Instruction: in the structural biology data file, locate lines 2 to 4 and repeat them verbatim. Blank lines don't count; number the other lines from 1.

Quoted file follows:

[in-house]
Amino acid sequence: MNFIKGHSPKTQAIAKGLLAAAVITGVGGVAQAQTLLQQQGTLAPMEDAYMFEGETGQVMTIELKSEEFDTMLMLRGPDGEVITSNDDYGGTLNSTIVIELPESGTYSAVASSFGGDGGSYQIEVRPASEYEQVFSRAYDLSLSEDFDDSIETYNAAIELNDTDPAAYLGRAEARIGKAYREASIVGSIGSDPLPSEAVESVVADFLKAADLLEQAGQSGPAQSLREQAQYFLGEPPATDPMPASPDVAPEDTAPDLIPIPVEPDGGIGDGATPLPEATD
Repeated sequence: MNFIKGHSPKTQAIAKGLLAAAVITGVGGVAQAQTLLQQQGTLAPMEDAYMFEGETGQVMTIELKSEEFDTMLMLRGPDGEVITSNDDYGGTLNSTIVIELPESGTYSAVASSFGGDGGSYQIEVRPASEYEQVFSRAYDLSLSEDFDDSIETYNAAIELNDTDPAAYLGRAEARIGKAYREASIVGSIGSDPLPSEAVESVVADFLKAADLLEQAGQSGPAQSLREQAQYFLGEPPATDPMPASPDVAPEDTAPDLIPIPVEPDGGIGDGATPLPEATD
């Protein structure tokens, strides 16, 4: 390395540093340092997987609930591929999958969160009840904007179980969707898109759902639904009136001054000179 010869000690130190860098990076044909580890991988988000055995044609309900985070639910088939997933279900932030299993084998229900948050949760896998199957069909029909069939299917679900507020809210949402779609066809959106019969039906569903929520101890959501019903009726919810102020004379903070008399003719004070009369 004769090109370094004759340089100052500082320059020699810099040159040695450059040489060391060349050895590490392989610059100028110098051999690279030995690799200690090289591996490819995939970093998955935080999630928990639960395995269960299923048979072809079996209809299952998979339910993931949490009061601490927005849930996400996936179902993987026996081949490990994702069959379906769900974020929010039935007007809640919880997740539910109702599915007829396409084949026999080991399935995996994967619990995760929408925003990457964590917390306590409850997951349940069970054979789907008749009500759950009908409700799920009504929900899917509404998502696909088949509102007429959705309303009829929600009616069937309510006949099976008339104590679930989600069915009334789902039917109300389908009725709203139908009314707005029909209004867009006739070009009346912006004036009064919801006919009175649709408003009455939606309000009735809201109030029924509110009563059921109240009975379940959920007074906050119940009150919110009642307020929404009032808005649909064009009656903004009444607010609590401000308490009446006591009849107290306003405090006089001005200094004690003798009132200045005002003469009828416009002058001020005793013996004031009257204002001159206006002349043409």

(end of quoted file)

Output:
Amino acid sequence: MNFIKGHSPKTQAIAKGLLAAAVITGVGGVAQAQTLLQQQGTLAPMEDAYMFEGETGQVMTIELKSEEFDTMLMLRGPDGEVITSNDDYGGTLNSTIVIELPESGTYSAVASSFGGDGGSYQIEVRPASEYEQVFSRAYDLSLSEDFDDSIETYNAAIELNDTDPAAYLGRAEARIGKAYREASIVGSIGSDPLPSEAVESVVADFLKAADLLEQAGQSGPAQSLREQAQYFLGEPPATDPMPASPDVAPEDTAPDLIPIPVEPDGGIGDGATPLPEATD
Repeated sequence: MNFIKGHSPKTQAIAKGLLAAAVITGVGGVAQAQTLLQQQGTLAPMEDAYMFEGETGQVMTIELKSEEFDTMLMLRGPDGEVITSNDDYGGTLNSTIVIELPESGTYSAVASSFGGDGGSYQIEVRPASEYEQVFSRAYDLSLSEDFDDSIETYNAAIELNDTDPAAYLGRAEARIGKAYREASIVGSIGSDPLPSEAVESVVADFLKAADLLEQAGQSGPAQSLREQAQYFLGEPPATDPMPASPDVAPEDTAPDLIPIPVEPDGGIGDGATPLPEATD
């Protein structure tokens, strides 16, 4: 390395540093340092997987609930591929999958969160009840904007179980969707898109759902639904009136001054000179 010869000690130190860098990076044909580890991988988000055995044609309900985070639910088939997933279900932030299993084998229900948050949760896998199957069909029909069939299917679900507020809210949402779609066809959106019969039906569903929520101890959501019903009726919810102020004379903070008399003719004070009369 004769090109370094004759340089100052500082320059020699810099040159040695450059040489060391060349050895590490392989610059100028110098051999690279030995690799200690090289591996490819995939970093998955935080999630928990639960395995269960299923048979072809079996209809299952998979339910993931949490009061601490927005849930996400996936179902993987026996081949490990994702069959379906769900974020929010039935007007809640919880997740539910109702599915007829396409084949026999080991399935995996994967619990995760929408925003990457964590917390306590409850997951349940069970054979789907008749009500759950009908409700799920009504929900899917509404998502696909088949509102007429959705309303009829929600009616069937309510006949099976008339104590679930989600069915009334789902039917109300389908009725709203139908009314707005029909209004867009006739070009009346912006004036009064919801006919009175649709408003009455939606309000009735809201109030029924509110009563059921109240009975379940959920007074906050119940009150919110009642307020929404009032808005649909064009009656903004009444607010609590401000308490009446006591009849107290306003405090006089001005200094004690003798009132200045005002003469009828416009002058001020005793013996004031009257204002001159206006002349043409």